About the EB-5 Investment Visa

 

What is the EB-5 Immigrant Investment Visa?

 

Created in 1990 by the Immigration Act of 1990, the EB-5 Investment Visa provides a method for eligible Immigrant Investors to become lawful permanent residents — informally known as "green card" holders — by making an investment to finance a business in the United States that will employ at least 10 American workers. 

 

There are two kinds of EB-5 Visas. Columbia International Finance specializes in the TEA-based path. TEA stands for “targeted employment area,” a rural or high unemployment area. This visa requires the investment of $900,000 in an approved Regional Center.

What are the steps of the EB-5 Investment Visa application process?

1. INVESTOR completes pre-screening questionnaire for review by CIF
1b. INVESTOR signs subscription agreement
1a. Columbia International Finance gives INVESTOR Private Placement Memorandum outlining EB-5 investment project
1c. INVESTOR deposits investment into bank escrow account and pays CIF fee
1d. INVESTOR'S attorney submits I-526 application to USCIS
1e. Escrow account releases majority of investment funds to Job Creating Enterprise

If investor receives I-526 approval

2. Escrow account releases remainder of investment funds to Job Creating Enterprise

If investor's I-526 application is denied

Escrow account returns investment funds back to INVESTOR
3. INVESTOR files application for immigrant visa or adjustment of status
4. INVESTOR interviews with U.S. Consulate and is issued a conditional Green Card
5. INVESTOR'S attorney submits I-829 application to USCIS for unconditional (permanent) Green Card

If Green Card is approved

Conditional status of Green Card is removed and becomes permanent

If Green Card is denied

INVESTOR files appeal. If appeal is denied, escrow returns investment funds to INVESTOR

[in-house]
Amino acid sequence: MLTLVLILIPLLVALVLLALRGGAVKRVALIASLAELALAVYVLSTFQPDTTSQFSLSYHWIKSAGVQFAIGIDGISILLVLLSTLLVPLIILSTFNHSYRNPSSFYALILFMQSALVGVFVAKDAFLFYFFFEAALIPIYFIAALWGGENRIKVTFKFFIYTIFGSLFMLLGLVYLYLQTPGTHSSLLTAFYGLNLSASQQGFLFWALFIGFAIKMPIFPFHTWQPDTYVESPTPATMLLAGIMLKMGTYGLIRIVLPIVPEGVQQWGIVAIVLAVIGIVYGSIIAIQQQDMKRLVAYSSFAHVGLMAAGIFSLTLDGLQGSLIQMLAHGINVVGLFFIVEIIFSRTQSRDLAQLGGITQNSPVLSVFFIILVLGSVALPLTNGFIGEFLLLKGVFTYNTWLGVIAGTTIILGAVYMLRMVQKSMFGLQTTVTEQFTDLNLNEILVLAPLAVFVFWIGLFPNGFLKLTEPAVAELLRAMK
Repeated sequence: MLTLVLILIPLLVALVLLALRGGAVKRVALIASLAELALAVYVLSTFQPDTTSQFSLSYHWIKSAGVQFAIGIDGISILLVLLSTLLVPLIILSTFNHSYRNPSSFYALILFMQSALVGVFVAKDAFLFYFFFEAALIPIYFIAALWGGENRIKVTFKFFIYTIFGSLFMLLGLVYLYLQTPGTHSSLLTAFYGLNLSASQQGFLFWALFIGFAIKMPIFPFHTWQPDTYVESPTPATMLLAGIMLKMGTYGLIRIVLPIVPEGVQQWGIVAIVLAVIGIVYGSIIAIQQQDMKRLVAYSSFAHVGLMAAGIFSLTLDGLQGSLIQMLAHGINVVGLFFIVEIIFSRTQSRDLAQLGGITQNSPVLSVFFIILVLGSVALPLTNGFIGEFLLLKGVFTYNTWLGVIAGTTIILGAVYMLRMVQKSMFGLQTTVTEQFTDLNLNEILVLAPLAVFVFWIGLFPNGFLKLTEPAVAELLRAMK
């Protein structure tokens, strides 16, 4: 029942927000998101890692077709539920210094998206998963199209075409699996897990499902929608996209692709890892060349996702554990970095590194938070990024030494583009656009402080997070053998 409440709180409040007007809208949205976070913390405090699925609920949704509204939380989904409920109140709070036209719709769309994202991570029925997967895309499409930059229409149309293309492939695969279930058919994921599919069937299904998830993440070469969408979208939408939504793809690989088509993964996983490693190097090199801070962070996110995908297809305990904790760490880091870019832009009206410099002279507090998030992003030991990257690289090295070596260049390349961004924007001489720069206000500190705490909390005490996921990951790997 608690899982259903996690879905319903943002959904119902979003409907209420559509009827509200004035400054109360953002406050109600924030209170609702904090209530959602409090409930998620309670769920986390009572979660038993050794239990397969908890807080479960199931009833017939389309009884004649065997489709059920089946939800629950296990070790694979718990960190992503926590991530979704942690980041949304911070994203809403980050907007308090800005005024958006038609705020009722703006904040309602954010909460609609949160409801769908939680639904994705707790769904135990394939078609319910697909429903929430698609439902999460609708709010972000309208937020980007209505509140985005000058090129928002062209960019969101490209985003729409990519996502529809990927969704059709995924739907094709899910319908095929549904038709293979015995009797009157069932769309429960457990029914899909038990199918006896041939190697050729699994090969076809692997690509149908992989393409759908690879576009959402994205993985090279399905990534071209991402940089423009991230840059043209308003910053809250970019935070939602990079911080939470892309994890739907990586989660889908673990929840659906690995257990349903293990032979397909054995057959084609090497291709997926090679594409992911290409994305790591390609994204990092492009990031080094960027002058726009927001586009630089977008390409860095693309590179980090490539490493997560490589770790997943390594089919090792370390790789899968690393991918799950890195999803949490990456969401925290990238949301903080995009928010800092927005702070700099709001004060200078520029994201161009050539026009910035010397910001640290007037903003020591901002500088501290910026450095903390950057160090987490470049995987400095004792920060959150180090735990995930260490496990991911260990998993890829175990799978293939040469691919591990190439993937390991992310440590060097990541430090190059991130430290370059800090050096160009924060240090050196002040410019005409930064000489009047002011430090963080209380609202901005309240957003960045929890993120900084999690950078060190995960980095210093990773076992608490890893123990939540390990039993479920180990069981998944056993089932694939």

How does the EB-5 Immigrant Investment Visa compare to the H-1B Visa?

The EB-5 Visa is an investment visa that provides a pathway to permanent residency. Here are some other major differences between the two visas: The H-1B Visa is based on employment and is viable only so long as that employment position is retained. Here are some other major differences between the two visas:

H-1B

 

  • Requires a bachelor’s or higher degree

  • Must work in a specialty field

  • Completely dependent on employment

  • Spousal employment status now in jeopardy

  • Must live and work in specific place

EB-5

 

  • No degree required

  • Work in any field of employment –or not at all

  • Spouse and unmarried children under 21 qualify for conditional green cards and are allowed to work.

  • Live anywhere in the U.S.

What are the EB-5 visa costs?

The EB-5 program currently requires a $900,000 "at-risk" investment in a qualified U.S. construction project through an approved Regional Center. You will also pay fees to your immigration lawyer and the regional center.

What are the EB-5 wait times to permanent residency?

Wait times change and depend on a variety of factors. For most recent information, please visit: https://egov.uscis.gov/processing-times/

Do I need an immigration attorney? What role does the attorney play?

An immigration attorney is an important part of the process to make sure your interests are protected and your application meets all the legal requirements. To avoid conflict of interests, the attorney should have absolutely no financial ties to the Regional Center. We can refer you to immigration attorneys with whom we have worked in the past and who are familiar with EB-5 projects.

 

What is a Regional Center?

An EB-5 Regional Center is an organization designated by the United States Citizenship and Immigration Services (USCIS) that sponsors capital investment projects for investment by EB-5 investors. The Regional Center manages the investors’ funds directly, professionally, and independently. Regional Centers ensure that the required number of jobs for each investor has been met and oversee the developer’s construction team to guarantee on-budget/on-time performance.

When will I see a return on my investment?

Funds are kept “at risk” by program rules until the projected job creation has been documented, and until the investor has received their removal of conditional residency restrictions. 

More information available here at USCIS EB-5 FAQ

If you have more questions, contact us HERE.

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